A closer image of the Widgeon Smelt heads.

You can see the feathers are very similar to teal, gray mallard, and there may actually be some of them mixed in with the widgeon feathers. I select the wing feathers to be long and somewhat narrow. The wing presents flat when fished, and gives some naturally imitative, scaly-looking barring to this pattern. I tied these flies for my friend Rod McGarry because he has promoted my visits to Maine, placing me in contact with several venues that successfully resulted in bookings for classes, etc. Thank you Rod! Rod commented when we tied this pattern during the class that he really liked it. We had breakfast together at The Village Store in New Gloucester, Maine, on Friday March 23rd. So I tied this half-dozen and gave this set to Rod. He guides for Jeff MacEvoy at Weatherby’s Sporting Camps in Grand Lake Stream, Maine. I am certain considering my success fishing the Widgeon Smelt in the Moosehead Lake area of Maine that Rod will do well with it in Grand Lake Stream.

Widgeon Smelt - head macro image. Note the smooth, shiny finish. That's how I like to finish this pattern, and also on my Jerry's Smelt heads. It takes a bit more time, but I think the results are well worth it. You can also see the vivid red gills.

Please stay tuned next week for the fish stories to go with the fly. Thanks for reading!

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8 comments on “Widgeon Smelt

  1. Kelly L says:

    Don, this is a magnificent fly. I have done some similar to these. I love this style of streamer. You did a wonderful job on creating this beauty! Thanks for sharing it with the world. It deserves to be widely tied, and fished!!

  2. Don that is a beauty!! Looks like a killer – I’ll tie some up for sure. I remember Dave G’s Classic & Custom Fly shop when it was in Holyoke, MA, in the early 80’s. It was always a real treat going to his shop. Those are nice feathers! God bless – Alec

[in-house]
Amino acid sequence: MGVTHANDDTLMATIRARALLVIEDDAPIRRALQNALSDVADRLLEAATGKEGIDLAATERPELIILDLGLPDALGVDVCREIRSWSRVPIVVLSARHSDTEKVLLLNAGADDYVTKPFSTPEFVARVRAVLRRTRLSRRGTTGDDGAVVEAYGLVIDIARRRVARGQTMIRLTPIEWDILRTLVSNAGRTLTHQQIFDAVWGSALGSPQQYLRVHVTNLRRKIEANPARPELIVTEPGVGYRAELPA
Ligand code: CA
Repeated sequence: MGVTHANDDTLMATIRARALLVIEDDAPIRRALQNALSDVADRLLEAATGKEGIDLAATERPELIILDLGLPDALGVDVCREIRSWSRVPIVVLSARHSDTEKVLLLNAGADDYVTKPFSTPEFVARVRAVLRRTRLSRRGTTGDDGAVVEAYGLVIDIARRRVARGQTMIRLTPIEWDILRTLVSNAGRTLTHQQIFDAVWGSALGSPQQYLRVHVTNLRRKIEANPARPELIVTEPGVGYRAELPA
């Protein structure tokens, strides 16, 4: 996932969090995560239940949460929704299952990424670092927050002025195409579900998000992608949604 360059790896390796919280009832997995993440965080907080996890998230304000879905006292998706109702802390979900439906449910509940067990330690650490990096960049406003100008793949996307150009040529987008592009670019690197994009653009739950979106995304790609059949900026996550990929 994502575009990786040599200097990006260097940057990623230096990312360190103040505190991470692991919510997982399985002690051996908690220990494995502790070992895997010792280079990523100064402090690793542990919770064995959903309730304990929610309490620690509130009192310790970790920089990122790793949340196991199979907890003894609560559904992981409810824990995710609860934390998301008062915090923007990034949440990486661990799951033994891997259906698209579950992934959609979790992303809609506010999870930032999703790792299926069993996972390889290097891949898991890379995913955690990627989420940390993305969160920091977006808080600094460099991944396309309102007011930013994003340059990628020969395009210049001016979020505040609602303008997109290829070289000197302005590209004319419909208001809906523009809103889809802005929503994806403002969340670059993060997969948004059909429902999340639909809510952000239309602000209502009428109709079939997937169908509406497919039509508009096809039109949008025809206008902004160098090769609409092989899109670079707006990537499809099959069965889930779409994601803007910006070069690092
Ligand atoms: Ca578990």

3. Bruce says:

    That’s a nice looking fly. Maybe you can do a step by step tutorial some day.
    Bruce

    • Hi Bruce; Nice to hear from you, thanks for your comment. I have been thinking of actually doing just that, maybe in the form of videos actually. It may take me a few months or until next fall to start it, but I have ideas to greatly expand what I post on my blog…a few things have to fall in place before I do…even a step-by-step would help. Thanks again!

  4. Dave Lomasney says:

    Those are Killer flies Don…I caught my first landlock salmon on a fly very similar to the Widgeon Smelt.
    It was called the Silver Minnow..it used gray mallard for the wing and white and lt.blue bucktail underwing, with a silver tinsel body and rib, and red calftail throat.
    I love the markings on that plumage. It looks like a cross between mallard and teal. The eyes make it pop like 3D…definitely worth the extra time to do!

    • Hi Dave;
      Thanks to a Mainer who appreciates these type of patterns! I wish I had the time to write my fish story on this fly…I’m excited about it, but I just have so many flies to tie and not enough time to tie them in. Thanks for your comments and for sharing your fish story…the first landlocked salmon is a memory….my first ones were dinks caught in the Crooked River in the summer of about 1980.